Cabana v Newfoundland and Labrador

Decision Excerpts with Emphasis Added follows

Citation:     Cabana v Newfoundland and Labrador et al., 2016 NLCA 75 (CanLII), <>, retrieved on 2016-12-31

[1]            This matter involves the taxation of a bill of party and party costs payable to Mr. Brad Cabana pursuant to a decision of this Court following an appeal in which the Court set aside rulings of a judge of the Trial Division relating to: (i) a refusal to recuse herself; and (ii) a refusal to grant an interim injunction application. (Cabana v. Newfoundland and Labrador, 2014 NLCA 34 (CanLII).)

[2]            Mr. Cabana, a self-represented litigant, sued the provincial Crown, Nalcor Energy Inc. and the Innu Nation of Labrador seeking an injunction restraining development of the Muskrat Falls hydro-electric project in Labrador without first holding a provincial referendum. As an interim measure, he also sought an interim injunction against the Crown and Nalcor. By order of the Trial Division, this application was turned into an application for a declaration rather than an injunction because of the inability of the Crown to be subjected to an injunctive order. See Proceedings Against the Crown Act, RSNL 1990, c. P-26, s. 15.

[3]            At the hearing of the application for a declaration, Mr. Cabana asked the presiding judge to recuse herself, citing a number of grounds. The judge rejected all grounds and continued to sit on the merits of the interim application, ultimately dismissing it.

[4]            Mr. Cabana filed a notice seeking leave to appeal both the judge’s failure to recuse herself and the dismissal of the declaration application. Leave was granted and the appeal was heard. The Innu Nation did not participate in the appeal.

[5]            This Court rejected Mr. Cabana’s grounds of appeal with respect to the judge’s refusal to recuse herself but nevertheless concluded that certain other actions and statements by the judge during the course of the recusal hearing did raise a reasonable apprehension of bias. As a result, the appeal of the decision not to recuse was allowed on this ground and, as well, the judge’s subsequent decision on the merits of the declaration action was set aside.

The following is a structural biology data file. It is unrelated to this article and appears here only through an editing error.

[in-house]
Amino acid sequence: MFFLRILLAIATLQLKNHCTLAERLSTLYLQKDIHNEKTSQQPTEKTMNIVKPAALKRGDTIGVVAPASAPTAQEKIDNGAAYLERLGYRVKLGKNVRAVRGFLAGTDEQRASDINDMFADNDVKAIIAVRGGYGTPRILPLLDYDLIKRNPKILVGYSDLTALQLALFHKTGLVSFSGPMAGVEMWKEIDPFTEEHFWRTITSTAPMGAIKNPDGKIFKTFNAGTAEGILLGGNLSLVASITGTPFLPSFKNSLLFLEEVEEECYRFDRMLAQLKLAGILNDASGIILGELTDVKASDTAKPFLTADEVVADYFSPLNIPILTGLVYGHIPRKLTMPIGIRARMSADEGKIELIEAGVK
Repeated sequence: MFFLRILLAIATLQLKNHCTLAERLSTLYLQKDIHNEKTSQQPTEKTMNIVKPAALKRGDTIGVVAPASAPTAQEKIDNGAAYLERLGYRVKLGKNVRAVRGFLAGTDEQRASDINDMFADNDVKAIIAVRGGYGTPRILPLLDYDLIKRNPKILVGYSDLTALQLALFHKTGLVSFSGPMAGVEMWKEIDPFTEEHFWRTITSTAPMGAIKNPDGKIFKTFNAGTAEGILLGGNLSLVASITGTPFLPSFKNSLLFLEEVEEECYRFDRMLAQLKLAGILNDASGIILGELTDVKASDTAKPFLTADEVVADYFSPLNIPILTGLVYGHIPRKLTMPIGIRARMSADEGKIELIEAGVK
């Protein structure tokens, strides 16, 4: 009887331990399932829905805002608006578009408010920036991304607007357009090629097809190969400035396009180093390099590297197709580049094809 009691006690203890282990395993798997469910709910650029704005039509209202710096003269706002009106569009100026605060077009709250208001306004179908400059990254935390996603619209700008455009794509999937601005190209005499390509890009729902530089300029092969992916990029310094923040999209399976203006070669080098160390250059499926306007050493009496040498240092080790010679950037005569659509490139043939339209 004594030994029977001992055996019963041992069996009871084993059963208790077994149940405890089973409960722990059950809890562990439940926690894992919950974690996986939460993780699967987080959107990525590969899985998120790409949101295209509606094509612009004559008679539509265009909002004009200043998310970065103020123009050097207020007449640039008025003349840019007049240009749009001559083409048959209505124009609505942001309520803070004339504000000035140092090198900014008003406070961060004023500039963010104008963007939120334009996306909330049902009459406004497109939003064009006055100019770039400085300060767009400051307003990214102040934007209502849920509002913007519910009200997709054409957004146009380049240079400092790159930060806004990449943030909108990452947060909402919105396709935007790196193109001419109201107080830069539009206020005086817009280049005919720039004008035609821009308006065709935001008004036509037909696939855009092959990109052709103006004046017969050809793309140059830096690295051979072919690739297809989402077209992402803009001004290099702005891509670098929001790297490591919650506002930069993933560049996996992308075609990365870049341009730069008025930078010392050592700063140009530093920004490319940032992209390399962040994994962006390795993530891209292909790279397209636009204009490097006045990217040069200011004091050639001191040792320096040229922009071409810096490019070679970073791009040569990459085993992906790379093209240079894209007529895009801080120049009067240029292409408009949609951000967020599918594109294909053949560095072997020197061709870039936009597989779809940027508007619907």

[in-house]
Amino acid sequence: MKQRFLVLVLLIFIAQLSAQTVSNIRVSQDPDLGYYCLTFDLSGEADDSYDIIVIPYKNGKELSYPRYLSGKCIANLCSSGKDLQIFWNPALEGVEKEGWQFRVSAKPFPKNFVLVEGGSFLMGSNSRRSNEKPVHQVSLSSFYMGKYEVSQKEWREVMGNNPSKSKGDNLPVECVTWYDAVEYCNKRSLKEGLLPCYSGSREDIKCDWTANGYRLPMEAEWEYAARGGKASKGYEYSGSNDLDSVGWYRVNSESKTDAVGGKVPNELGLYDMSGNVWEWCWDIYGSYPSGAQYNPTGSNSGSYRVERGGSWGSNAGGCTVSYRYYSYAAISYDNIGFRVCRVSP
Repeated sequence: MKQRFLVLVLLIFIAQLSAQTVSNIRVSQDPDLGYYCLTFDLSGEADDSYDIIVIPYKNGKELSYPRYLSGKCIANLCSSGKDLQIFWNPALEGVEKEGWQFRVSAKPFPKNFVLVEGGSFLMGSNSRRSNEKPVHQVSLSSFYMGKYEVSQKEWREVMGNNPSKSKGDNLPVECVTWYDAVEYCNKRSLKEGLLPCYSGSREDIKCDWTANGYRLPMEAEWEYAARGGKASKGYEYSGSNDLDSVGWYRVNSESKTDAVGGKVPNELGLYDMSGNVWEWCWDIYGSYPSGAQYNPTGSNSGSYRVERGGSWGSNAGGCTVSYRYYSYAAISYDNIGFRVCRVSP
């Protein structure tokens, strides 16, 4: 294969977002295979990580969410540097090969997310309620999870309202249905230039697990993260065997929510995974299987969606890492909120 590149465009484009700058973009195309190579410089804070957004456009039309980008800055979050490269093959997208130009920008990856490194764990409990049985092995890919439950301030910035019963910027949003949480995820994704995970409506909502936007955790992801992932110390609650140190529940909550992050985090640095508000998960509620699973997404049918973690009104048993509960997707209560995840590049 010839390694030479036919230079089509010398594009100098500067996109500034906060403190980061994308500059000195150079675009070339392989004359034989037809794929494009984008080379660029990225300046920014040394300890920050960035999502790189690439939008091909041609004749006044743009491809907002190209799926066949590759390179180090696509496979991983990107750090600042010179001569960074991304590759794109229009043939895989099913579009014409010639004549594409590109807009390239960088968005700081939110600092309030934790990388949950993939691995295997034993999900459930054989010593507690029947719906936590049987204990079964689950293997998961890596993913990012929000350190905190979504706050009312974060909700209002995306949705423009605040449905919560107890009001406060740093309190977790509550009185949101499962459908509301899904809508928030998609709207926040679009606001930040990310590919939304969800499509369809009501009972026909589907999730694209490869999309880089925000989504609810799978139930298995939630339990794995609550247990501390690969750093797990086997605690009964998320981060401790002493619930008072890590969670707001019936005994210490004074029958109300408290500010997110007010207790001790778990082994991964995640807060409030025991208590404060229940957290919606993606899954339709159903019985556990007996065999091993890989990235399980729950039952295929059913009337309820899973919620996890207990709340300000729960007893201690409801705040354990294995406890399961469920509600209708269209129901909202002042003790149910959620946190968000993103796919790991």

[6]            The costs order made by the Court was as follows:

[56] Mr. Cabana shall have his costs in this Court, including the decision regarding leave to appeal (2014 NLCA 1 (CanLII)) and in the Court below, including the decisions regarding the recusal application (2013 NLTD(G) 36) and the interim injunction application (2013 NLTD(G) 115) as against the Crown and Nalcor. The Innu Nation of Labrador shall bear its own costs in both Courts.

[12]        I conducted the taxation as a hearing before a single judge of the Court of Appeal. Mr. Cabana represented himself. The Crown was represented by counsel. Even though by the terms of the Court’s order mentioned previously, Nalcor is subject to any costs order that is to be made, Nalcor did not appear but signified its acknowledgement that it will be bound by any such determination.

The Bill of Costs

[13]        Mr. Cabana submitted a bill of costs totaling $95,462.43. It is annexed to these reasons as Schedule “A”. Counsel for the Crown submits that Mr. Cabana is only entitled to the sum of $12,705.67. His position is also set out on an item by item basis on Schedule “A”.

[14]        Prominent among the items in dispute are claims for (i) lost opportunity cost as a result of Mr. Cabana having to spend time on preparing for and making submissions as a self-represented litigant at the hearing in the Trial Division and the Court of Appeal, and the related claim that he should be entitled to amounts equivalent to counsel fees according to the relevant costs tariff; (ii) interest on money borrowed to finance the litigation; (iii) travel costs, including air fare, car rental and meals.

[15]        I will not deal with other items except to say that they are taxed and allowed at the amounts claimed by Mr. Cabana.

[20]        Mr. Cabana represented himself through the relevant portions of the litigation. He therefore did not incur any counsel fees against which a costs award would normally, at least partially, indemnify him. Mr. Cabana says, however, that if he had been able to engage counsel, he would have been able to continue to engage in his business interests and generate income therefrom. As a result of having to represent himself and attend at and participate in all the litigation hearings himself, he could not continue to generate that income. His loss in that regard is, he submits, a direct result of the various court applications and hearings related to the injunction and recusal applications.

[21]        Mr. Cabana submits that this loss of income resulting from his efforts to vindicate his legal rights is effectively, for a self-represented litigant, the equivalent of the cost of hiring a lawyer for the legally-represented litigant. He should therefore, he says, be equally entitled to be compensated in costs for this loss.  He claims $57,893 in that regard. He also says that, additionally, he should be entitled to the equivalent of the counsel fee allowed to a successful litigant, calculated according to Column 3 of the Scale of Costs appended to the rules of court. He calculates this amount at $16,250.